Build fun circuits! Impress your friends! (Or at least the ones who aren’t in-the-know 😉 )
With some inspiration from The Fifth Element and Iron Man, here’s a voice-activated light switch that provides the illusion of a more advanced artificial intelligence, with the simplicity of “the clapper”.
After seeing WD5GNR‘s excellent work on reverse engineering the serial protocol for the cheap ebay MHS-5200A arbitrary function generators, I decided to pick one up as a secondary function generator for the lab.
What started as a simple review and teardown video ended with me reverse engineering the entire analog front end to track down the source of some nasty harmonic distortion!
I wanted to familiarize myself with Microchip’s MCP9700 thermistor ICs for some upcoming projects that require temperature measurement / compensation.
I decided to build a simple circuit around the MCP9700 to convert an old analog micro-ammeter into a thermometer for the lab. It displays 1uA per degree Celsius, has an output of 1mV per degree Celsius for external temperature monitoring / data logging, and draws only 20uA from a 5V supply.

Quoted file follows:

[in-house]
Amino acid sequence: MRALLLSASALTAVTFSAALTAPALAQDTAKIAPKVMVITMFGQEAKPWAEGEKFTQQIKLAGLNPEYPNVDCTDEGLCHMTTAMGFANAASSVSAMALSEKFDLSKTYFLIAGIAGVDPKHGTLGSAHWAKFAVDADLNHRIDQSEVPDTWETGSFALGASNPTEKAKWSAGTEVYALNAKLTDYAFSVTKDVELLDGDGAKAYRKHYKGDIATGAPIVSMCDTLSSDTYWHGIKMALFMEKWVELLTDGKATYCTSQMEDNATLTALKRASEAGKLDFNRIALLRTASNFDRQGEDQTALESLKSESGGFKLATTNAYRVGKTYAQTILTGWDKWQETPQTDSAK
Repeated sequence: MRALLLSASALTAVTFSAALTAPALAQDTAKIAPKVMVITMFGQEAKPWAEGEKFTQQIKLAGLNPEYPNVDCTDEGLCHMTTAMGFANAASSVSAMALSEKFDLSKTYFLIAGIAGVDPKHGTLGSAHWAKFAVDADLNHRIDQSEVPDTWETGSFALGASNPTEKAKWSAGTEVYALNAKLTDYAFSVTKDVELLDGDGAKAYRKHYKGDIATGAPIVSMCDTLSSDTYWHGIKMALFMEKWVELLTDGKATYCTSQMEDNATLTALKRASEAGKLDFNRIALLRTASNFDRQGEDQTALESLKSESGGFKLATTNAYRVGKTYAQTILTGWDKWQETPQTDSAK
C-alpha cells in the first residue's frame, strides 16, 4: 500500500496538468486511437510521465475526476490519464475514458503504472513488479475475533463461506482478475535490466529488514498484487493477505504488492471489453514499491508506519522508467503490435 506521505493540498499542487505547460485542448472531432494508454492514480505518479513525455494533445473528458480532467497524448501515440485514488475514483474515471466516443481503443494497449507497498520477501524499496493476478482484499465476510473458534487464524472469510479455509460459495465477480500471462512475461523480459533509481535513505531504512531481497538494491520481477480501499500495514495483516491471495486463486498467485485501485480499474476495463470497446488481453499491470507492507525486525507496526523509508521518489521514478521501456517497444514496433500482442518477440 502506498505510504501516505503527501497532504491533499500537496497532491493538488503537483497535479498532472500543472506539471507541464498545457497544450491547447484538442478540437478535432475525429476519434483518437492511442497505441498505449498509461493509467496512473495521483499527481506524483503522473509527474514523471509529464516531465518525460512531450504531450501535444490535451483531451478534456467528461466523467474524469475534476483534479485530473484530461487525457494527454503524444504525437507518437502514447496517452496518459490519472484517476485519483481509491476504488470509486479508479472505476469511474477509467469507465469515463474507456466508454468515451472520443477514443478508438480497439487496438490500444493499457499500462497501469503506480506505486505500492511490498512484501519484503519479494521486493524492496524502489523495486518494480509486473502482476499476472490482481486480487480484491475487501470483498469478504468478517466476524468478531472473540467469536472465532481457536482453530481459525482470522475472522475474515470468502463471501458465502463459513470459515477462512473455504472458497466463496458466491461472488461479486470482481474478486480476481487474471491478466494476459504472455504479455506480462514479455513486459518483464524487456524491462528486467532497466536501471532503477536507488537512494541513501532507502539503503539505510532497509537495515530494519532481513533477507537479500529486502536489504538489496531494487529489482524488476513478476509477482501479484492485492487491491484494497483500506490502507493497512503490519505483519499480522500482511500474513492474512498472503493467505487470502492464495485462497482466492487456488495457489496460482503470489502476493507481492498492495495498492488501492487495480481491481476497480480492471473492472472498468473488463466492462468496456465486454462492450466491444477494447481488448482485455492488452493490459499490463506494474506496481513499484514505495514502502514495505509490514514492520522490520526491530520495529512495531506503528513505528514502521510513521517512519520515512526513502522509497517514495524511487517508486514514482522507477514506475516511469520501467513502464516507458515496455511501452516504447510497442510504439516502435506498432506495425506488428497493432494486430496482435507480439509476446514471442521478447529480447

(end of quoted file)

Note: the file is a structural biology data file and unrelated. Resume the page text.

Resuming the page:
The analog thermometer reading 20 degrees Celsius in the lab
Not only is it a cool looking centerpiece (I’ve always found old analog meters absolutely beautiful), it’s quite useful too!
One of my personal favorite Bob Widlar pranks was his “hassler” circuit, which he used to combat office noise.
If you spoke too loudly in the presence of the hassler, it would emit a high pitch tone, which would decrease in frequency the louder you spoke; this had the effect of causing an annoying ringing noise in your ears. As soon as you noticed the ringing and stopped talking in order to identify the source, the hassler would shut up too.
Here is yet another AD8307 based RF power meter which adds an opamp to produce a DC output voltage of 1mV/dBm (e.g., 0mV = 0dBm, -10mV = -10dBm, etc). The RF power in dBm can be read directly with a multimeter, and I’ve found it particularly useful for measuring RF filter response when combined with a sweep generator and an oscilloscope:
Visualizing a 6MHz Low Pass Filter Response over 1-11MHz (10dBm/div)
The AD8307’s high dynamic range and good accuracy over a wide bandwidth make it especially useful if, like me, you don’t own a spectrum analyzer which would otherwise be ideal for filter measurements.